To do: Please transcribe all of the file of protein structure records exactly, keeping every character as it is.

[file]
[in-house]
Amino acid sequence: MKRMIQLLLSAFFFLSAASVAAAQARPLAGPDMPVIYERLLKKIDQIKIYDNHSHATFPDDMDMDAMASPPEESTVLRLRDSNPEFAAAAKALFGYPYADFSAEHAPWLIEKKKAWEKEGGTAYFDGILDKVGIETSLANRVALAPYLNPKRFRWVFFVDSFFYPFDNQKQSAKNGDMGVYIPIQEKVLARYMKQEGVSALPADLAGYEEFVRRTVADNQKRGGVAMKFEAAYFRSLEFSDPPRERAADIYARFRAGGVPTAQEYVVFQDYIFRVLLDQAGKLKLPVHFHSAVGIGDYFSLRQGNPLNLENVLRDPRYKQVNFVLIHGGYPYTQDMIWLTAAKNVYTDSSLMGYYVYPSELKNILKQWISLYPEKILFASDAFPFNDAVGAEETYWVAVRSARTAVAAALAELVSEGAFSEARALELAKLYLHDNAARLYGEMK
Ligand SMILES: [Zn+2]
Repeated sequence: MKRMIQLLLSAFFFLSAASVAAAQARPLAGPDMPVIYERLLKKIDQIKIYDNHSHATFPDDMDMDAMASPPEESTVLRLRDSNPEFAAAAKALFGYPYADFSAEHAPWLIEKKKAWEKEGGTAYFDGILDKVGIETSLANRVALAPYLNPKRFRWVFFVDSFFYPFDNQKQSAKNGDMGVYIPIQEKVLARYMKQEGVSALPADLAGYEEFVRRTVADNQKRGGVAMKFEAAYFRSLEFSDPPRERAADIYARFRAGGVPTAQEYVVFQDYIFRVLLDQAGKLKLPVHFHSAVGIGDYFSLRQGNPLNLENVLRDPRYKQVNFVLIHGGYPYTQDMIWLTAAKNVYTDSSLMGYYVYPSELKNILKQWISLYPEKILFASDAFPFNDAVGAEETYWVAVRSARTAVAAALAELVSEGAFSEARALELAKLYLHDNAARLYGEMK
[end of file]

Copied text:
[in-house]
Amino acid sequence: MKRMIQLLLSAFFFLSAASVAAAQARPLAGPDMPVIYERLLKKIDQIKIYDNHSHATFPDDMDMDAMASPPEESTVLRLRDSNPEFAAAAKALFGYPYADFSAEHAPWLIEKKKAWEKEGGTAYFDGILDKVGIETSLANRVALAPYLNPKRFRWVFFVDSFFYPFDNQKQSAKNGDMGVYIPIQEKVLARYMKQEGVSALPADLAGYEEFVRRTVADNQKRGGVAMKFEAAYFRSLEFSDPPRERAADIYARFRAGGVPTAQEYVVFQDYIFRVLLDQAGKLKLPVHFHSAVGIGDYFSLRQGNPLNLENVLRDPRYKQVNFVLIHGGYPYTQDMIWLTAAKNVYTDSSLMGYYVYPSELKNILKQWISLYPEKILFASDAFPFNDAVGAEETYWVAVRSARTAVAAALAELVSEGAFSEARALELAKLYLHDNAARLYGEMK
Ligand SMILES: [Zn+2]
Repeated sequence: MKRMIQLLLSAFFFLSAASVAAAQARPLAGPDMPVIYERLLKKIDQIKIYDNHSHATFPDDMDMDAMASPPEESTVLRLRDSNPEFAAAAKALFGYPYADFSAEHAPWLIEKKKAWEKEGGTAYFDGILDKVGIETSLANRVALAPYLNPKRFRWVFFVDSFFYPFDNQKQSAKNGDMGVYIPIQEKVLARYMKQEGVSALPADLAGYEEFVRRTVADNQKRGGVAMKFEAAYFRSLEFSDPPRERAADIYARFRAGGVPTAQEYVVFQDYIFRVLLDQAGKLKLPVHFHSAVGIGDYFSLRQGNPLNLENVLRDPRYKQVNFVLIHGGYPYTQDMIWLTAAKNVYTDSSLMGYYVYPSELKNILKQWISLYPEKILFASDAFPFNDAVGAEETYWVAVRSARTAVAAALAELVSEGAFSEARALELAKLYLHDNAARLYGEMK